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Today’s “aha” moment–the 6th in the series–is by Christopher W. Skinner (PhD, Catholic University of America), Associate Professor of Religion at the University of Mount Olive in North Carolina. Skinner is the author or editor of 6 books, including John and Thomas: Gospels in Conflict?: Johannine Characterization and the Thomas Question (Wipf and Stock), What Are They Saying About the Gospel of Thomas? (Paulist), and Characters and Characterization in the Gospel of John (T & T Clark). His current book project is Reading John and will be published in the Cascade Companions series. He blogs, along with Nijay Gupta, at Crux Sola.


I was raised in a tiny town in southeastern Virginia where I spent much of my childhood inside the small Southern Baptist church nestled at the corner of Chesapeake Avenue and Guerriere Street. From the earliest age I was taught to love and revere the Bible—that it was the repository of everything God wanted us to know and do in this world.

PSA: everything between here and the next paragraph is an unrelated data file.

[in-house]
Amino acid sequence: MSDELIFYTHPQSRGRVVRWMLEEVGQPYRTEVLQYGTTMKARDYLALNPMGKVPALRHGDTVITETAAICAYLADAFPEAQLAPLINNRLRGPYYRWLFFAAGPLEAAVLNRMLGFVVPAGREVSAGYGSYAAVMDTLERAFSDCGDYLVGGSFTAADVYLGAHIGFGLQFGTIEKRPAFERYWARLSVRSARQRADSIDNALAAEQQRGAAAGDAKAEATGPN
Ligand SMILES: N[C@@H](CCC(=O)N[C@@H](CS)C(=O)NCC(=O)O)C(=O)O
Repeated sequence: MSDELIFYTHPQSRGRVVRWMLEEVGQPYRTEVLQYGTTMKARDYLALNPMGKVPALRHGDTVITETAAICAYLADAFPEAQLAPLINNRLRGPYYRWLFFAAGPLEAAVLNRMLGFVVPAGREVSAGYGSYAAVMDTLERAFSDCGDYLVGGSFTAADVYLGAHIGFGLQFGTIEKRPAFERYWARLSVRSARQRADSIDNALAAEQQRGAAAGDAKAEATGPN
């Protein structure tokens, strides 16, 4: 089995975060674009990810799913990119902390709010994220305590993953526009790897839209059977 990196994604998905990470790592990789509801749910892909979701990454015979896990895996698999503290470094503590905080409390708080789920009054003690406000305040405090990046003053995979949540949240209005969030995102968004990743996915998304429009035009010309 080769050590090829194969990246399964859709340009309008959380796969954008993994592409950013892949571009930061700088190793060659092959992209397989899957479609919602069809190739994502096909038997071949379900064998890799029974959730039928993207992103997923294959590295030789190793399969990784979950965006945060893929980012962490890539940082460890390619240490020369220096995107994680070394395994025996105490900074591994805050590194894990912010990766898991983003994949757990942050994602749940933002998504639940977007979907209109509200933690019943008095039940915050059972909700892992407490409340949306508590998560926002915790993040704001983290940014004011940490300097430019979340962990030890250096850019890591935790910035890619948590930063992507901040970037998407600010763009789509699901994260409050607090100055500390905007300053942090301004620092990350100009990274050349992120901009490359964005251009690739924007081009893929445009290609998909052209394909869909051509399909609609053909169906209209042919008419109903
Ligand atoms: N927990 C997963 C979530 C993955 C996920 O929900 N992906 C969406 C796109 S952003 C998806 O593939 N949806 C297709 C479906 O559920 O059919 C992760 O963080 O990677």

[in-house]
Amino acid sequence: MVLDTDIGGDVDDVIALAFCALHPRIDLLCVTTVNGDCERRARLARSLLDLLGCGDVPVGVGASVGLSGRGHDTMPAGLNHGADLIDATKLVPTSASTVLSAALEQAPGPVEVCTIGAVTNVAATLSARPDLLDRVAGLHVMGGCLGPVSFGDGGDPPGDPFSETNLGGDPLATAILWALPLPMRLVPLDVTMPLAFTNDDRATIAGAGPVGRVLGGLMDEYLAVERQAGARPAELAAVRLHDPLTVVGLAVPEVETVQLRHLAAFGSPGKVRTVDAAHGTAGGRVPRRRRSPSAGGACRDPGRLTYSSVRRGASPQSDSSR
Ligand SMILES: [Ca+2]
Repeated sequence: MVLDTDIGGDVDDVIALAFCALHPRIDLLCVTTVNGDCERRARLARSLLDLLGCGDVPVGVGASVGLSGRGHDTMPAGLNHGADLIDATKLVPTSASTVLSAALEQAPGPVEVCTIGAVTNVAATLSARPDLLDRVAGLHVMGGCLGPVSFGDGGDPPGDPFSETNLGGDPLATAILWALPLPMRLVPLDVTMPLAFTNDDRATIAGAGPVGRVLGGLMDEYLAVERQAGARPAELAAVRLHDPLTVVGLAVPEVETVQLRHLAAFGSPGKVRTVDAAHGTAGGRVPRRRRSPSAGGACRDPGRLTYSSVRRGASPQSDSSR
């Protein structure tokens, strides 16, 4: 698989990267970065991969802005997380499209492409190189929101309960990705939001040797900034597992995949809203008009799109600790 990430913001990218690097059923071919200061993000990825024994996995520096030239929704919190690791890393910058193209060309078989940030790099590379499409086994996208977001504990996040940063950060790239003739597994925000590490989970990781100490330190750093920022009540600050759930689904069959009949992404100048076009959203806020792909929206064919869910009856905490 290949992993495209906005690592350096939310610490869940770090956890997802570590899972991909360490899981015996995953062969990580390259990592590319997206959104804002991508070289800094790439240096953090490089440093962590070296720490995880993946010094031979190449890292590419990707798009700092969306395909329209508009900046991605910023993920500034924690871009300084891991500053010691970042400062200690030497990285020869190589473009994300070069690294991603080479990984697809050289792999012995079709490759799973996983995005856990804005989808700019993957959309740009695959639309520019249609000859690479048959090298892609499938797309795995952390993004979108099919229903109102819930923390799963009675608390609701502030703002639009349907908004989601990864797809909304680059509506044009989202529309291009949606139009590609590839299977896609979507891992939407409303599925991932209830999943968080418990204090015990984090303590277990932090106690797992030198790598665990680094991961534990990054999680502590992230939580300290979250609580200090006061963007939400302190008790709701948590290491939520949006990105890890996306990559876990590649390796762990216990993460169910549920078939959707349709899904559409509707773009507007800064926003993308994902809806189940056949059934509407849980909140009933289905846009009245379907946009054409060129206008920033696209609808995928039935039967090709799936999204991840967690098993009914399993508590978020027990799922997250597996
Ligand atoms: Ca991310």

In addition to affirming its truthfulness and authoritative status, we used terms like “inerrant” and “infallible” to describe the Bible. We were fond of saying things like, “The Bible is a perfect description of our realities and the perfect prescription for our ailments.”

The Bible was always correct in whatever it affirmed, and if a situation arose in which the Bible appeared to be incorrect, this discrepancy could easily be answered by those who knew more than I did. Any apparent inconsistency could be explained, resolved, or harmonized if given the right amount of time and attention.

This perspective carried me through my time in undergraduate school, where I involved myself heavily in a campus para-church group, and even my early days in vocational ministry where I served as an overseas missionary with the same organization.